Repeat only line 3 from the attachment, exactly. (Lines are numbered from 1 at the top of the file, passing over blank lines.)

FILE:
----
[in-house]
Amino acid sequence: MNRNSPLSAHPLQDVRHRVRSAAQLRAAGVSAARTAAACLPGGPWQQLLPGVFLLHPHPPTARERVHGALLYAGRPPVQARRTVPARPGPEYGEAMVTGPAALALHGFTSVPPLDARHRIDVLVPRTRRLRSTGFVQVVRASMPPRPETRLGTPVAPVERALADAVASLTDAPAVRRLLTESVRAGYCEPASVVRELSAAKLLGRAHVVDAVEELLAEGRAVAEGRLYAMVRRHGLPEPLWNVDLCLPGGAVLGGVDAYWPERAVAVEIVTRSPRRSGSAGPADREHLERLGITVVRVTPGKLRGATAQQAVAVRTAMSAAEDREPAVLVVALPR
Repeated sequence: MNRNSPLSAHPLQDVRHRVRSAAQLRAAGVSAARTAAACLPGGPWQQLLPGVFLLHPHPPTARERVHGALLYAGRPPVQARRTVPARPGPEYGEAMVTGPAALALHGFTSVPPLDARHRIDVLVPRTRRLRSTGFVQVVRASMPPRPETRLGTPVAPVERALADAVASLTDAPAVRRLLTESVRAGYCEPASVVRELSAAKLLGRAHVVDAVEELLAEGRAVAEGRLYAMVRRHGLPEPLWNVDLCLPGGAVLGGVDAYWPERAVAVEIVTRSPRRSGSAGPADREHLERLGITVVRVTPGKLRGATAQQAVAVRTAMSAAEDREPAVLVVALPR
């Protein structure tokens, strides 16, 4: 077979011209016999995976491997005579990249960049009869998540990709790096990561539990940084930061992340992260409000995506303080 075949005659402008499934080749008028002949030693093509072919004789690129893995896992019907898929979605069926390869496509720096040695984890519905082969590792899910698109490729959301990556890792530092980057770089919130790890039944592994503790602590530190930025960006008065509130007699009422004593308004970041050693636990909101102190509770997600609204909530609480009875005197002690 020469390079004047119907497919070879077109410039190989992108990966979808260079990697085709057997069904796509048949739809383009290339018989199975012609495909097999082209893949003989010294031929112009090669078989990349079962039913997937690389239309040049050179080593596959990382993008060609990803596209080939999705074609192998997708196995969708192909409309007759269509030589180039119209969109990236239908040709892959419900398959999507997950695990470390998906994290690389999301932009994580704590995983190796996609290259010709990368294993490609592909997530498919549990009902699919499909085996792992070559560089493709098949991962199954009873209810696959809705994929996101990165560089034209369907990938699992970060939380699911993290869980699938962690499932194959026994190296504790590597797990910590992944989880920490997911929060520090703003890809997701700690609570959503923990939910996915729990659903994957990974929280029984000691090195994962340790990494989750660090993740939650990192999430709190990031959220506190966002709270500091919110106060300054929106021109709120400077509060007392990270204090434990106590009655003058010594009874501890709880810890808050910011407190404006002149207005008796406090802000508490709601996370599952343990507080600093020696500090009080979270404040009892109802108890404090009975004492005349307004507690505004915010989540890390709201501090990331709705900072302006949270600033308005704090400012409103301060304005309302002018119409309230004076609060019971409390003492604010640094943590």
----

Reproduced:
Repeated sequence: MNRNSPLSAHPLQDVRHRVRSAAQLRAAGVSAARTAAACLPGGPWQQLLPGVFLLHPHPPTARERVHGALLYAGRPPVQARRTVPARPGPEYGEAMVTGPAALALHGFTSVPPLDARHRIDVLVPRTRRLRSTGFVQVVRASMPPRPETRLGTPVAPVERALADAVASLTDAPAVRRLLTESVRAGYCEPASVVRELSAAKLLGRAHVVDAVEELLAEGRAVAEGRLYAMVRRHGLPEPLWNVDLCLPGGAVLGGVDAYWPERAVAVEIVTRSPRRSGSAGPADREHLERLGITVVRVTPGKLRGATAQQAVAVRTAMSAAEDREPAVLVVALPR